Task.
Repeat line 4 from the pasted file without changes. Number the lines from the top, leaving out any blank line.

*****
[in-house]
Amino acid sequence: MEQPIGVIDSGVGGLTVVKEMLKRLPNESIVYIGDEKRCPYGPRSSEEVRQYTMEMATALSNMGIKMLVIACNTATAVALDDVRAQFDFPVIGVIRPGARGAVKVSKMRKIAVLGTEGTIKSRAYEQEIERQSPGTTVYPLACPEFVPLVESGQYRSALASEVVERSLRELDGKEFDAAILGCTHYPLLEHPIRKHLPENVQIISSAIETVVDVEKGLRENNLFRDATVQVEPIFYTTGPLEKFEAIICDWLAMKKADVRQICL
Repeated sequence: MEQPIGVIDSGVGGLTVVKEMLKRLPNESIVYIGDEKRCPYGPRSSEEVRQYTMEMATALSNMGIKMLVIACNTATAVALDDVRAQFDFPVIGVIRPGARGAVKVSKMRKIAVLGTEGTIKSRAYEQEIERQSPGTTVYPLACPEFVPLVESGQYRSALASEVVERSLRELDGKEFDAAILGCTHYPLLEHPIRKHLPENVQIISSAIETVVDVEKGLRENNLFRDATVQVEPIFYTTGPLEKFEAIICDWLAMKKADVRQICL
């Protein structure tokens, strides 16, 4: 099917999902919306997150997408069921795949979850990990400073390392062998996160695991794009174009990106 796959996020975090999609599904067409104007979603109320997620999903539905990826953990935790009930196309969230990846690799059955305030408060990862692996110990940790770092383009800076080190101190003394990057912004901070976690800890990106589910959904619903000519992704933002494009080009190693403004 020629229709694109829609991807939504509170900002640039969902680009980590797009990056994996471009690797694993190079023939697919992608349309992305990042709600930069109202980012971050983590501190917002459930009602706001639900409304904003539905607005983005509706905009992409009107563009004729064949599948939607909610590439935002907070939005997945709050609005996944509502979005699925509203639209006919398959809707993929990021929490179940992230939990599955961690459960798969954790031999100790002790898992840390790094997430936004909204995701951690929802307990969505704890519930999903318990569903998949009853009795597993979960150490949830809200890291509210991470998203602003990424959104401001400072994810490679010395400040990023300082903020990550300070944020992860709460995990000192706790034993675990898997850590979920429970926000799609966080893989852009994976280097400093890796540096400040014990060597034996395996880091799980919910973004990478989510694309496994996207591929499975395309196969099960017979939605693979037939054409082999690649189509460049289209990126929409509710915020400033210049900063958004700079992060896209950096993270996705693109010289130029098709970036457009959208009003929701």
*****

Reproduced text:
């Protein structure tokens, strides 16, 4: 099917999902919306997150997408069921795949979850990990400073390392062998996160695991794009174009990106 796959996020975090999609599904067409104007979603109320997620999903539905990826953990935790009930196309969230990846690799059955305030408060990862692996110990940790770092383009800076080190101190003394990057912004901070976690800890990106589910959904619903000519992704933002494009080009190693403004 020629229709694109829609991807939504509170900002640039969902680009980590797009990056994996471009690797694993190079023939697919992608349309992305990042709600930069109202980012971050983590501190917002459930009602706001639900409304904003539905607005983005509706905009992409009107563009004729064949599948939607909610590439935002907070939005997945709050609005996944509502979005699925509203639209006919398959809707993929990021929490179940992230939990599955961690459960798969954790031999100790002790898992840390790094997430936004909204995701951690929802307990969505704890519930999903318990569903998949009853009795597993979960150490949830809200890291509210991470998203602003990424959104401001400072994810490679010395400040990023300082903020990550300070944020992860709460995990000192706790034993675990898997850590979920429970926000799609966080893989852009994976280097400093890796540096400040014990060597034996395996880091799980919910973004990478989510694309496994996207591929499975395309196969099960017979939605693979037939054409082999690649189509460049289209990126929409509710915020400033210049900063958004700079992060896209950096993270996705693109010289130029098709970036457009959208009003929701």